The Spanish duo of Bruno Comin and Jorge Davila have had mixed fortunes so far this season. Comin is the 2020 Spanish champion and suffered a slight injury in Arona while Davila had a strong competition in Alhama de Murcia, setting a PB while finishing 3rd behind Jorge Ureña. Edgar Campre and Manuel Dias took 1 and 2 in the recent Portuguese championships, and Switzerland’s Fabian Amherd was runner-up in the Swiss champs in Langenthal.

The field also includes Fran Bonifačić of Croatia, Christian Gundersen of Denmark, Nils Laserich of Germany, Antonios and Angelos Andreoglou of Greece and Carl Af Forselles of Sweden.

It’s a high-quality decathlon field with the best U23 athletes in Europe – the only big names missing are Germany’s Leo Neugebauer (who has focused on the US college season) and Russia’s Alexandr Komarov. Komarov has ANA status and would almost certainly have been a medal contender following his PB of 7927 in Estonia last month but lost out in the quota to senior athletes participating in the Olympics.


The heptathlon is already underway and as we would expect, the big names feature: the 2019 U20 silver medallist Kate O’Connor from Ireland, Olympic-bound Adrianna Sułek from Poland, the 2018 World U20 silver medallist Sarah Lagger and Great Britain’s European Indoor Championships 5th placer, Holly Mills. But there are another two names to look out for – Spain’s Claudia Conte and France’s Léonie Cambours, both of whom are making significant breakthroughs in 2021.

Claudia Conte has had an upward trajectory over the last 12 months, culminating – so far – in her lifetime best of 6029 to finish 5th in Arona in June. And Léonie Cambours improved her lifetime best by over 800 points, when winning the Defi’athlon in Montpellier in May with a score of 6192.

The hurdles unfolded as anticipated, with Holly Mills the fastest in 13.40. But Sułek was only 0.03 behind her, setting a lifetime best of 13.43 in the process.  

Holly Mills (Photo by Alexander Hassenstein/Getty Images for European Athletics)

Unusually for any heptathlon that involves Mills, she wasn’t still ahead after two events. Sułek pulled ahead after the high jump, clearing 1.84 while Mills could only achieve 1.72, 13cm below her season’s best of 1.85 from Arona. Kristine Blaževiča of Latvia, who already has a US college season behind her, equalled her PB height of 1.75, the same height as Sarah Lagger.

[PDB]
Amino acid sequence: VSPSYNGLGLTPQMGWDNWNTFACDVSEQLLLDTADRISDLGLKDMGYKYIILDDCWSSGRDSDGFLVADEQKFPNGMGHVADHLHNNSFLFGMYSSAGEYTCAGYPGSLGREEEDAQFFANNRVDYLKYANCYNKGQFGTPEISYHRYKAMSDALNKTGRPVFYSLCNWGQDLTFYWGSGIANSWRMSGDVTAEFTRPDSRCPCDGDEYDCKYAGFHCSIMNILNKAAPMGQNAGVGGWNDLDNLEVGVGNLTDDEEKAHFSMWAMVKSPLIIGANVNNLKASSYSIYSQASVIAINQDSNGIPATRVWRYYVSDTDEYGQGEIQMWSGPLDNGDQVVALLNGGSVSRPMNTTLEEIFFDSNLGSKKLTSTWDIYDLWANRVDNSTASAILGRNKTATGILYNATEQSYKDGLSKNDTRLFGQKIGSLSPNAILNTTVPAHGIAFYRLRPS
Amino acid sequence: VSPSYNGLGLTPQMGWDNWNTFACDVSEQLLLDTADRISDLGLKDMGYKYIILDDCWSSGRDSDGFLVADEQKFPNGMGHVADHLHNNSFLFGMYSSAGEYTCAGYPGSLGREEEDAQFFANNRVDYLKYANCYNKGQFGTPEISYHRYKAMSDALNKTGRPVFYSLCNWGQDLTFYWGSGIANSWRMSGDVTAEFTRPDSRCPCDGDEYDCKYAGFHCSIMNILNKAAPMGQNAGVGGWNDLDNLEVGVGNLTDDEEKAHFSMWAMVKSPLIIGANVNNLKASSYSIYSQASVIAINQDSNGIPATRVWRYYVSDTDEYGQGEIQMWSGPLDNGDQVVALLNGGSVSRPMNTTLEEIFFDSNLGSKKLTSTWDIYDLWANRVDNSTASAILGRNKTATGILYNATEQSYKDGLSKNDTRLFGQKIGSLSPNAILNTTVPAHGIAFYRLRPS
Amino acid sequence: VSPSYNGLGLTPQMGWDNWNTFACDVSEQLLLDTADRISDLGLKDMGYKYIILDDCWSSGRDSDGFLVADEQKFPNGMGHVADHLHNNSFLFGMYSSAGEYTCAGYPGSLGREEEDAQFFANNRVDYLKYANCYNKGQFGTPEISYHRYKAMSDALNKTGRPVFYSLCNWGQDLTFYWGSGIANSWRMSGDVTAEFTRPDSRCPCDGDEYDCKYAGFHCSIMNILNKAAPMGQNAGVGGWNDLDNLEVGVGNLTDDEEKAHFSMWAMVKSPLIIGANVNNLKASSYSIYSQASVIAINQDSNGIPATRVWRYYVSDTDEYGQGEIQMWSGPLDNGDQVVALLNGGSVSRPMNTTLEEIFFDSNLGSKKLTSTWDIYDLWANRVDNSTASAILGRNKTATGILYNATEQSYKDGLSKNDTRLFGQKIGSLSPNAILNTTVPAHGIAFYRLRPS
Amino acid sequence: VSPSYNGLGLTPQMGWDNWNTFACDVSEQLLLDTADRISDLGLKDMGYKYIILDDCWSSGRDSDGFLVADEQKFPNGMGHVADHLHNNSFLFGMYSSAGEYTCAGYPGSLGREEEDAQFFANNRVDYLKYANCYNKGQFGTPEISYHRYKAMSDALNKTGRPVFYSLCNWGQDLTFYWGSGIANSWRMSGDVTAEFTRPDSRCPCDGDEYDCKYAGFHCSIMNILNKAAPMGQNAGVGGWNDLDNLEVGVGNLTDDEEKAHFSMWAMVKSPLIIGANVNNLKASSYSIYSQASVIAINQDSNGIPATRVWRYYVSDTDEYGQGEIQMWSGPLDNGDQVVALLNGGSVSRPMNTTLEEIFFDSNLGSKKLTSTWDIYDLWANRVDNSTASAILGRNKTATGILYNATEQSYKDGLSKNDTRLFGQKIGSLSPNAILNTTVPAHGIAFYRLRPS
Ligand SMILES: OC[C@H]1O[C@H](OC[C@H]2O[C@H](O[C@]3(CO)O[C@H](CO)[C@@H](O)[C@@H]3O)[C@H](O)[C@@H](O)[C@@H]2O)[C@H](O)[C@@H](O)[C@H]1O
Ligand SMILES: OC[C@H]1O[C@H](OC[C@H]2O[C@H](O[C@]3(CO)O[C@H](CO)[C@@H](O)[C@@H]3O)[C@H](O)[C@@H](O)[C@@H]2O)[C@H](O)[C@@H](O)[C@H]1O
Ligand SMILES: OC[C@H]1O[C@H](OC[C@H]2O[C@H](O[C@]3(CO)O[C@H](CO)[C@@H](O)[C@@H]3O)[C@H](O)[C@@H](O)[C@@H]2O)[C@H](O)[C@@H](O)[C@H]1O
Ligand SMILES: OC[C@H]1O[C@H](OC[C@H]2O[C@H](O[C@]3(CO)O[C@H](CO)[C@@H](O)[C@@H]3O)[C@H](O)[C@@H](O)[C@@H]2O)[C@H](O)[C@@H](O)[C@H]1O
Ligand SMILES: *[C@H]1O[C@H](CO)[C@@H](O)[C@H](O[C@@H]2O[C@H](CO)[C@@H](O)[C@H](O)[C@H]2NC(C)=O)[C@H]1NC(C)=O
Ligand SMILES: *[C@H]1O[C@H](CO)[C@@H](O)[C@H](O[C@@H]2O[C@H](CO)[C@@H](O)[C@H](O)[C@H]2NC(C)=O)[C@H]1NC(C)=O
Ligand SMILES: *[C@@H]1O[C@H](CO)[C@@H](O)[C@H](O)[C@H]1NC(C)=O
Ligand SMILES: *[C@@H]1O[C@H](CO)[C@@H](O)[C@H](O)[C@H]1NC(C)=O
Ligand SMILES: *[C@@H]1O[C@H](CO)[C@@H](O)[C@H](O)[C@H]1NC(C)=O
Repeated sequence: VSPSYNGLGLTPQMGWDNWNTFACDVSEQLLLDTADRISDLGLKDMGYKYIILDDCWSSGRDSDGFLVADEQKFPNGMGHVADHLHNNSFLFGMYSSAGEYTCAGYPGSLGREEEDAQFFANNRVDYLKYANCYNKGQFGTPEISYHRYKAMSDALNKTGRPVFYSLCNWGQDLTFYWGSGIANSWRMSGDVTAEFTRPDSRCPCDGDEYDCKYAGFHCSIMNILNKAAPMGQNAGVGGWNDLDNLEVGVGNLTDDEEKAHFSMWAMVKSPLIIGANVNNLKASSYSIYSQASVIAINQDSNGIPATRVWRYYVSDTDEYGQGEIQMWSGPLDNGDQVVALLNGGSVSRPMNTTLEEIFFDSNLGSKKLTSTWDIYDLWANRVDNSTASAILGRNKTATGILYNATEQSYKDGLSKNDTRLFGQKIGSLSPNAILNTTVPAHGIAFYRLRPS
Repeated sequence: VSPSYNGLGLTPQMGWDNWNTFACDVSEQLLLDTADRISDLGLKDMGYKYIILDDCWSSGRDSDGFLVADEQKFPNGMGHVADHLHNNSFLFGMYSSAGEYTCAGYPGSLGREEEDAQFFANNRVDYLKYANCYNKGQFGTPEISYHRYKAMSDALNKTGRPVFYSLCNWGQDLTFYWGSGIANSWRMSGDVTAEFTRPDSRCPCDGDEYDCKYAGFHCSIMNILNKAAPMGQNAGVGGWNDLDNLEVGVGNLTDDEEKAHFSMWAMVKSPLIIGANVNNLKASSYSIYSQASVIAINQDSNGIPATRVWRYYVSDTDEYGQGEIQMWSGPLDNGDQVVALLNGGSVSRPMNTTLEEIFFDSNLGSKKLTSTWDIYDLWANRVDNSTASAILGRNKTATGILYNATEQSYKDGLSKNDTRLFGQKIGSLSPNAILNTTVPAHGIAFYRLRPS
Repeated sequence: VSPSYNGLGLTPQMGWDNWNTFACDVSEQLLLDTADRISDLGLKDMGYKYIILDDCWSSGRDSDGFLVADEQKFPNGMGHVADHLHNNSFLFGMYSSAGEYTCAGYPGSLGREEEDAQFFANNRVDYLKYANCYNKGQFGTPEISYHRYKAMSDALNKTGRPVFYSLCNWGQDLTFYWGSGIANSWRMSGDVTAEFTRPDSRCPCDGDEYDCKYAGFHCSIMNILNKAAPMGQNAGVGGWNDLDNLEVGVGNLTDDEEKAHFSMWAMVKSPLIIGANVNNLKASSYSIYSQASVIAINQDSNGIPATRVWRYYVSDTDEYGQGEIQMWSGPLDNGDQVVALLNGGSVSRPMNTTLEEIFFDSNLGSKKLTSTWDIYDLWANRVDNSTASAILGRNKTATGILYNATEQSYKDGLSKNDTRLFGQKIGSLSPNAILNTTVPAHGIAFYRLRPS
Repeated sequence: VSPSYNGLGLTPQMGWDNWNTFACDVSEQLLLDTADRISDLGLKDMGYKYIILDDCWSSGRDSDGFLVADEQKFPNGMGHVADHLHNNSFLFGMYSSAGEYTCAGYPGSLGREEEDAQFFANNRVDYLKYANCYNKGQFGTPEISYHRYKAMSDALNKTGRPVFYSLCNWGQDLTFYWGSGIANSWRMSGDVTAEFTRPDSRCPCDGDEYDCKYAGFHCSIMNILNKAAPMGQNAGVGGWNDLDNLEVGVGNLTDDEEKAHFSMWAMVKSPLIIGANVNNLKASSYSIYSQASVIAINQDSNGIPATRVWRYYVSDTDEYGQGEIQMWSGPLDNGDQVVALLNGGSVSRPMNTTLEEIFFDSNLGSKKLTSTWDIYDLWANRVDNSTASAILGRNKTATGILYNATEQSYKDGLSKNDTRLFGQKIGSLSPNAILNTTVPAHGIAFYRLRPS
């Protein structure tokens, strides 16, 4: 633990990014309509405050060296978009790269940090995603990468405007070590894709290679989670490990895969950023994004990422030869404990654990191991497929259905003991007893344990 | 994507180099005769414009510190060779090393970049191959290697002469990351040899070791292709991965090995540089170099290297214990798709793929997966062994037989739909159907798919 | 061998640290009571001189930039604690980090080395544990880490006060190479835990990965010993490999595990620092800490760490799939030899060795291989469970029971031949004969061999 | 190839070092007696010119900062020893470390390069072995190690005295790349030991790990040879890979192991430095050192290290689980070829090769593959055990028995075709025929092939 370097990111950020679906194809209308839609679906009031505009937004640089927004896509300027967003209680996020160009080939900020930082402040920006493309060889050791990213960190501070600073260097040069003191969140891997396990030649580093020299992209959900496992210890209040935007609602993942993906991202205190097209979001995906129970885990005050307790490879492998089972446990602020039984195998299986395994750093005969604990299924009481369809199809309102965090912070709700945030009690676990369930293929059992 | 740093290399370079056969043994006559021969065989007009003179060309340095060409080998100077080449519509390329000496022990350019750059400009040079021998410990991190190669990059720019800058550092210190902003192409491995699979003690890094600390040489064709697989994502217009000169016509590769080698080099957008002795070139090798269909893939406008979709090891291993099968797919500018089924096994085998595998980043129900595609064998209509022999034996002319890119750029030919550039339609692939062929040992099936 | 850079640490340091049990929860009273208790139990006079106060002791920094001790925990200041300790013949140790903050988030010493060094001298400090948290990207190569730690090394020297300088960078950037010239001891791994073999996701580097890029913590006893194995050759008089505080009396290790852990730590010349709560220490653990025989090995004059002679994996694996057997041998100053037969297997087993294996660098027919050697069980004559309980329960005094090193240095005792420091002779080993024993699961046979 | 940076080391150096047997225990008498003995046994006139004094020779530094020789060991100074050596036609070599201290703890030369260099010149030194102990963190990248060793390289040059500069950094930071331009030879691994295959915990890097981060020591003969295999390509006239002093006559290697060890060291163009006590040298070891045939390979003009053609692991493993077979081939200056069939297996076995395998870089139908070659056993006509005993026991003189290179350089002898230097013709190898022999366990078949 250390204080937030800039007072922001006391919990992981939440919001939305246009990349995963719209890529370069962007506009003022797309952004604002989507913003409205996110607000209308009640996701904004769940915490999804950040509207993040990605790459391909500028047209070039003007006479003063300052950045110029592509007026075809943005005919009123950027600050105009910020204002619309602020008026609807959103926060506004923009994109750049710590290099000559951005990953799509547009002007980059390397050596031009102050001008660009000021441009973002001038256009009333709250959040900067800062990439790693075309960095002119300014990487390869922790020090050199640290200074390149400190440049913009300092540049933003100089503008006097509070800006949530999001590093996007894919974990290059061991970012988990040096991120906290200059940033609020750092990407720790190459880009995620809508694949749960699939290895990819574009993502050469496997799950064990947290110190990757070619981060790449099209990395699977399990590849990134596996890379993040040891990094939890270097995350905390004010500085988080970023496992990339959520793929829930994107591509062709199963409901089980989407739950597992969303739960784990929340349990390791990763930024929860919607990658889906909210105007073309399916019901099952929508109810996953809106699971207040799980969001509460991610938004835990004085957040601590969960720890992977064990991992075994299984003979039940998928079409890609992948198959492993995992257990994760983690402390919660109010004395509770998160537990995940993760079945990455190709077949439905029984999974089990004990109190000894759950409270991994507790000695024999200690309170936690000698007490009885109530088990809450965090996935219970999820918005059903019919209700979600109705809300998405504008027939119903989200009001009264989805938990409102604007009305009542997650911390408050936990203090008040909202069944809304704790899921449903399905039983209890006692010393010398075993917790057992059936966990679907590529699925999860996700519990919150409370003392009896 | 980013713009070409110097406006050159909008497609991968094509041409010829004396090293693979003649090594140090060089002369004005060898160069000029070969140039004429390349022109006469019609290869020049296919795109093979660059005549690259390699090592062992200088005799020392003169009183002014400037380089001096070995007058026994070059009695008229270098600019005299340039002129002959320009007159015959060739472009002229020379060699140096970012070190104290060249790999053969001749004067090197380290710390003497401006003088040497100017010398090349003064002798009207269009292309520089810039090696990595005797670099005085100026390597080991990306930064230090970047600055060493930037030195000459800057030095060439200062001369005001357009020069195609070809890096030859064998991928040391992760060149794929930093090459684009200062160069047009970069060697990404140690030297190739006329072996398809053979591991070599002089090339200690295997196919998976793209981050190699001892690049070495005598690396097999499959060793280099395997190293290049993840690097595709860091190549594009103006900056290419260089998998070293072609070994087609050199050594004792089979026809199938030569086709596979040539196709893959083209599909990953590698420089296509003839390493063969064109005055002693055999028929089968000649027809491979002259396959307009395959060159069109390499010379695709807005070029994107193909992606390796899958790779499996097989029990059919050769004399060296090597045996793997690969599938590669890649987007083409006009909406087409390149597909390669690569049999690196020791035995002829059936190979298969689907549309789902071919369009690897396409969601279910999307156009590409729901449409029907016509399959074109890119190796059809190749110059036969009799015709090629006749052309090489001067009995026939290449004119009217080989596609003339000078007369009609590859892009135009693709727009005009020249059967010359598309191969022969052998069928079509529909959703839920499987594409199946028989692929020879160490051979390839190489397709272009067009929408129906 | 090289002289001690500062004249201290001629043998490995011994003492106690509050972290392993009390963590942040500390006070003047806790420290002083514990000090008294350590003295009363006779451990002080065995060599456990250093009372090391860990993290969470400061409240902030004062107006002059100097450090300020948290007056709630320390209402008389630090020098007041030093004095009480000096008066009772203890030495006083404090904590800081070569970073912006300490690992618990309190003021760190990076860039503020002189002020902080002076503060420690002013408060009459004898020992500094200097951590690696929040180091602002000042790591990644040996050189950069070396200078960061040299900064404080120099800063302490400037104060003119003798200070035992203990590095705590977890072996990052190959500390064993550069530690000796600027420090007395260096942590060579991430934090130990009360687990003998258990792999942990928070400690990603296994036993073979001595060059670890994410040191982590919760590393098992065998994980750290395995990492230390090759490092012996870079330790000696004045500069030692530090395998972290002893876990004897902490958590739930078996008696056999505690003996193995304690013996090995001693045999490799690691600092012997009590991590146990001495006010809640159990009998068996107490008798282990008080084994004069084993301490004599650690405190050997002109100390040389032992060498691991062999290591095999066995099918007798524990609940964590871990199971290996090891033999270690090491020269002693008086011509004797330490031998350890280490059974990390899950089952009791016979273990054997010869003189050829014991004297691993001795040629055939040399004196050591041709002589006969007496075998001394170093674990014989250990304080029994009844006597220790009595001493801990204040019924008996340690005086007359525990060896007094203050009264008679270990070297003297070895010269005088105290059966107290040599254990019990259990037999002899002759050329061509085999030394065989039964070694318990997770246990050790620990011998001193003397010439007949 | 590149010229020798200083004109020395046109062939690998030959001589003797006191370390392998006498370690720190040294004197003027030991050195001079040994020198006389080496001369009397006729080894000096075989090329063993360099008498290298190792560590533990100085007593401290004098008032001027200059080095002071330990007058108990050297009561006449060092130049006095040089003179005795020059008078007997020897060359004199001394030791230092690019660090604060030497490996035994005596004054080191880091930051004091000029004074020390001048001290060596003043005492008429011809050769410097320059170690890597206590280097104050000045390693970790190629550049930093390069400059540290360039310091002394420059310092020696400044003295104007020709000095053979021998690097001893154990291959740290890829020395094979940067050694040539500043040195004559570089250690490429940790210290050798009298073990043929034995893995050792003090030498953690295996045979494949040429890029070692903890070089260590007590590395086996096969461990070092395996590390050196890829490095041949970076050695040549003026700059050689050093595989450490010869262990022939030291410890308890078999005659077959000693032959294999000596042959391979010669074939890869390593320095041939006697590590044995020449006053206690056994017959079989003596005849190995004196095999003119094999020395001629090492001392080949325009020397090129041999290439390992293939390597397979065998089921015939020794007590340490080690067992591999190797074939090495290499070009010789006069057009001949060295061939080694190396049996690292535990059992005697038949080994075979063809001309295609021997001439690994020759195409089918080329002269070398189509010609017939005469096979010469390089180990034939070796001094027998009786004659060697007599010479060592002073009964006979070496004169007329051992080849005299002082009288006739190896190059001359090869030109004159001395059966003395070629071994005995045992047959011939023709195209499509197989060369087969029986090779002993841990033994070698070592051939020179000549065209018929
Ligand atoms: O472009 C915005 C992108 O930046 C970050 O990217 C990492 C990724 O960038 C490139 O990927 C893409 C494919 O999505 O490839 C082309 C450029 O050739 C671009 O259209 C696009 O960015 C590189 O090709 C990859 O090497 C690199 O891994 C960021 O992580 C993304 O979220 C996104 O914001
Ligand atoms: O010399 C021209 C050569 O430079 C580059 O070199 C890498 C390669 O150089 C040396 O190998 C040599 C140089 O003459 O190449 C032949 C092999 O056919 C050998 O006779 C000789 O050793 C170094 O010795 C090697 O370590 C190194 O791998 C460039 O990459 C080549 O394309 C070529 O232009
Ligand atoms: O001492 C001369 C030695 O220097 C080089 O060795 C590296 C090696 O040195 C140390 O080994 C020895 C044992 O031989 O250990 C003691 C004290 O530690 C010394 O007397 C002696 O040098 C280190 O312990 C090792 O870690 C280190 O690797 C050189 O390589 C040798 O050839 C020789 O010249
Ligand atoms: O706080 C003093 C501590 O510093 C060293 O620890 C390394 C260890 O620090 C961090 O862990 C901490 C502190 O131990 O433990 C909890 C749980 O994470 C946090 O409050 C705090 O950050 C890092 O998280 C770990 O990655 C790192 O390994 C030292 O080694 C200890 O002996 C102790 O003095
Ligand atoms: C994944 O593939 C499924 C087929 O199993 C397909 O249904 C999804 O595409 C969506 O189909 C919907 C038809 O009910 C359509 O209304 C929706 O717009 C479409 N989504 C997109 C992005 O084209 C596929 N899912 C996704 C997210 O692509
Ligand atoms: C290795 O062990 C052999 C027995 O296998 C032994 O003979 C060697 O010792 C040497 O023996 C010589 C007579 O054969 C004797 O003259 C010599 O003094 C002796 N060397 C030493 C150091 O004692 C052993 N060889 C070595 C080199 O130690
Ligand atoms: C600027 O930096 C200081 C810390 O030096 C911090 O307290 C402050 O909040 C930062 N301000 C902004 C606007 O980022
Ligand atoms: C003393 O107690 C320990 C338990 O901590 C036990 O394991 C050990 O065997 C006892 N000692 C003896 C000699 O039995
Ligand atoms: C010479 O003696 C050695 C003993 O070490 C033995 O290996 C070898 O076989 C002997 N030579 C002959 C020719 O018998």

But Claudia Conte stayed with Sułek at the higher end of the competition, also clearing 1.84, the pair 9cm ahead of the rest of the field and Conte moving into second place. Sweden’s Klara Rådbo unfortunately could not clear her opening height of 1.69 and exited the competition.   

Claudia Conte (Photo: Bjorn Paree)

Onto the shot, and two of the longest puts of the day came from Yuliya Loban of Ukraine, and Beatričé Juškevičiūté of Lithuania, with 14.05 and 13.84 respectively, the latter equalling her lifetime best. But suddenly Kate O’Connor roared into action, and after a 14.19 hurdles and 1.72 high jump, she pulled out a 14.00m shot, which lifted her to 5th place behind Sułek, Mills, Lagger and Conte.

Kate had been dealing with an ankle injury incurred in Arona.

“I’ve been rehabbing since then,” she explained afterwards “and it’s only in the last week I’ve been given the all-clear to go again. So, I’m trying to enjoy it – and see what I can do off no training!”

Léonie Cambours delivered an almost 40cm improvement to her lifetime best in the shot to throw 13.26, moving her into 6th place. Lydia Boll of Switzerland had the second set of no-marks of the day but continued in the competition.

In the final event of the day, the 200m, the wind varied between heats: +2.4 and +2.5 in the first and third heats, and +1.3 in the second. Not surprisingly, the fastest times came from the final heat: Adrianna 23.69, Louise Maraval of France 23.80, Holly 24.06 and Léonie 24.35. But both Claudia Conte and Jodie Smith of Great Britain set lifetime bests in the second heat, Conte 24.89 and Smith 24.95.

Adrianna Sulek (Photo: Bjorn Paree)

At the end of Day 1, Adrianna Sułek (3838) leads by 150 points from Holly Mills (3688), with Cambours (3554), Conte (3553) and Lagger (3520) close together, and Britain’s Jade O’Dowda (3493) and Blaževiča (3493) not far behind. Mills and Cambours are big long jumpers so should bring a fresh challenge tomorrow, while Lagger, Conte and O’Connor will respond with the big javelin throws.

Sarah Lagger (Photo: Bjorn Paree)